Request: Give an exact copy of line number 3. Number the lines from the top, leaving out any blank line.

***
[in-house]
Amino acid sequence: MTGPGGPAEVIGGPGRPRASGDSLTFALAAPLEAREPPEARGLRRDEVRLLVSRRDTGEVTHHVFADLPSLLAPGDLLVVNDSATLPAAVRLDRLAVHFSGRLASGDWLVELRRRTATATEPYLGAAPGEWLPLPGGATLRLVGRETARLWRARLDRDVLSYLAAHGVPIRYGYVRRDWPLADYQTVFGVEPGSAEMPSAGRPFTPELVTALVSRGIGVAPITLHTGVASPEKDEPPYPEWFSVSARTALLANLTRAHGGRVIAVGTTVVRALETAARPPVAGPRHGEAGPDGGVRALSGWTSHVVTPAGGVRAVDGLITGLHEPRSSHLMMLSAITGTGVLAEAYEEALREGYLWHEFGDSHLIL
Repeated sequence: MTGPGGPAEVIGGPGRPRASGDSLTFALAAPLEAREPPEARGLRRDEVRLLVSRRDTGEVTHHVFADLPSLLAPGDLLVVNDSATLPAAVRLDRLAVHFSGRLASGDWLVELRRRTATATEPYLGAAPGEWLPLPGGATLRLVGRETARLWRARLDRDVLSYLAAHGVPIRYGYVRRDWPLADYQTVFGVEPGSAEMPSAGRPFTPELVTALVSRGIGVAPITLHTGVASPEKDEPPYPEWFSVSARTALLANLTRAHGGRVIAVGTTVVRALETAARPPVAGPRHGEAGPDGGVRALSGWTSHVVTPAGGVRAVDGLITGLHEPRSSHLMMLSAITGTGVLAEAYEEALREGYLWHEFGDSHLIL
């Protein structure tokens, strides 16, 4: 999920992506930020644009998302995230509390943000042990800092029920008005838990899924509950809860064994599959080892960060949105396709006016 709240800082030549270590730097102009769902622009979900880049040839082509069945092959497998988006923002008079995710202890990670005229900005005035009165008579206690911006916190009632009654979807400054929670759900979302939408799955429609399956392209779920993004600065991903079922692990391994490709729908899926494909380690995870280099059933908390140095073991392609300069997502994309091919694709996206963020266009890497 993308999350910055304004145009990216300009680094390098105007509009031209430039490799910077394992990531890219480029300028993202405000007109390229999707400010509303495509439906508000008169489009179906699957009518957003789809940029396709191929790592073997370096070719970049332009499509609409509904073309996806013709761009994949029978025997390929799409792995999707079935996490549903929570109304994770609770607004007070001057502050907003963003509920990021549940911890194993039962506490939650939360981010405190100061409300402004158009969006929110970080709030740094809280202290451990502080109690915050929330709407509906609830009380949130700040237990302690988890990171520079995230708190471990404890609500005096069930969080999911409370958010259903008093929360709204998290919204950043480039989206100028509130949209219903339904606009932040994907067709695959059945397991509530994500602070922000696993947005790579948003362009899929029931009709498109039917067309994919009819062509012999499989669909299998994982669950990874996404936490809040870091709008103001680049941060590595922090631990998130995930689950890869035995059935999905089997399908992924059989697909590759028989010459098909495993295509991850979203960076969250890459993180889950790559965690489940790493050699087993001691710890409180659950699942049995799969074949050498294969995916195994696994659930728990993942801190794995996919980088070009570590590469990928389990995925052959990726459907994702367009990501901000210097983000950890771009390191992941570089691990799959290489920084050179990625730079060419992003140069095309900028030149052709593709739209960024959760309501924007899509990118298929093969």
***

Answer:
Repeated sequence: MTGPGGPAEVIGGPGRPRASGDSLTFALAAPLEAREPPEARGLRRDEVRLLVSRRDTGEVTHHVFADLPSLLAPGDLLVVNDSATLPAAVRLDRLAVHFSGRLASGDWLVELRRRTATATEPYLGAAPGEWLPLPGGATLRLVGRETARLWRARLDRDVLSYLAAHGVPIRYGYVRRDWPLADYQTVFGVEPGSAEMPSAGRPFTPELVTALVSRGIGVAPITLHTGVASPEKDEPPYPEWFSVSARTALLANLTRAHGGRVIAVGTTVVRALETAARPPVAGPRHGEAGPDGGVRALSGWTSHVVTPAGGVRAVDGLITGLHEPRSSHLMMLSAITGTGVLAEAYEEALREGYLWHEFGDSHLIL